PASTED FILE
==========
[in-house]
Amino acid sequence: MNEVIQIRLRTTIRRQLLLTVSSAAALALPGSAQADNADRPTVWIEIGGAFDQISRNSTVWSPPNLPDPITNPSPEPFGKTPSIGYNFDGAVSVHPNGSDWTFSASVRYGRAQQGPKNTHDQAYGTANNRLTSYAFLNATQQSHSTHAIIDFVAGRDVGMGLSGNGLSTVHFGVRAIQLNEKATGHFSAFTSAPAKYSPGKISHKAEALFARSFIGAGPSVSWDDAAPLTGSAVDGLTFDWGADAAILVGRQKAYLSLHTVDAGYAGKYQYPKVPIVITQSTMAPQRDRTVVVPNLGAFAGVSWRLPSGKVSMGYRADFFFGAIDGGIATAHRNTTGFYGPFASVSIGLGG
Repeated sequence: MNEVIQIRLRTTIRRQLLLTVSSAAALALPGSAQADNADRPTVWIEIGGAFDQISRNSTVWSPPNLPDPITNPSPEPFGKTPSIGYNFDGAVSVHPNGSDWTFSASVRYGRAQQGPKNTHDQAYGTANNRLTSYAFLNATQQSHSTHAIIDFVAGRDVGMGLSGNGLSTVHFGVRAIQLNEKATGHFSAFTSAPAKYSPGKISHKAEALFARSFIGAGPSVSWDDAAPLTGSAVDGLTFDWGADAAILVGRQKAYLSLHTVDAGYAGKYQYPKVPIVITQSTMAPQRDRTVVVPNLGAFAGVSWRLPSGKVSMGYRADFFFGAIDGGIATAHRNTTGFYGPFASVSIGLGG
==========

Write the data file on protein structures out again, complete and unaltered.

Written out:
[in-house]
Amino acid sequence: MNEVIQIRLRTTIRRQLLLTVSSAAALALPGSAQADNADRPTVWIEIGGAFDQISRNSTVWSPPNLPDPITNPSPEPFGKTPSIGYNFDGAVSVHPNGSDWTFSASVRYGRAQQGPKNTHDQAYGTANNRLTSYAFLNATQQSHSTHAIIDFVAGRDVGMGLSGNGLSTVHFGVRAIQLNEKATGHFSAFTSAPAKYSPGKISHKAEALFARSFIGAGPSVSWDDAAPLTGSAVDGLTFDWGADAAILVGRQKAYLSLHTVDAGYAGKYQYPKVPIVITQSTMAPQRDRTVVVPNLGAFAGVSWRLPSGKVSMGYRADFFFGAIDGGIATAHRNTTGFYGPFASVSIGLGG
Repeated sequence: MNEVIQIRLRTTIRRQLLLTVSSAAALALPGSAQADNADRPTVWIEIGGAFDQISRNSTVWSPPNLPDPITNPSPEPFGKTPSIGYNFDGAVSVHPNGSDWTFSASVRYGRAQQGPKNTHDQAYGTANNRLTSYAFLNATQQSHSTHAIIDFVAGRDVGMGLSGNGLSTVHFGVRAIQLNEKATGHFSAFTSAPAKYSPGKISHKAEALFARSFIGAGPSVSWDDAAPLTGSAVDGLTFDWGADAAILVGRQKAYLSLHTVDAGYAGKYQYPKVPIVITQSTMAPQRDRTVVVPNLGAFAGVSWRLPSGKVSMGYRADFFFGAIDGGIATAHRNTTGFYGPFASVSIGLGG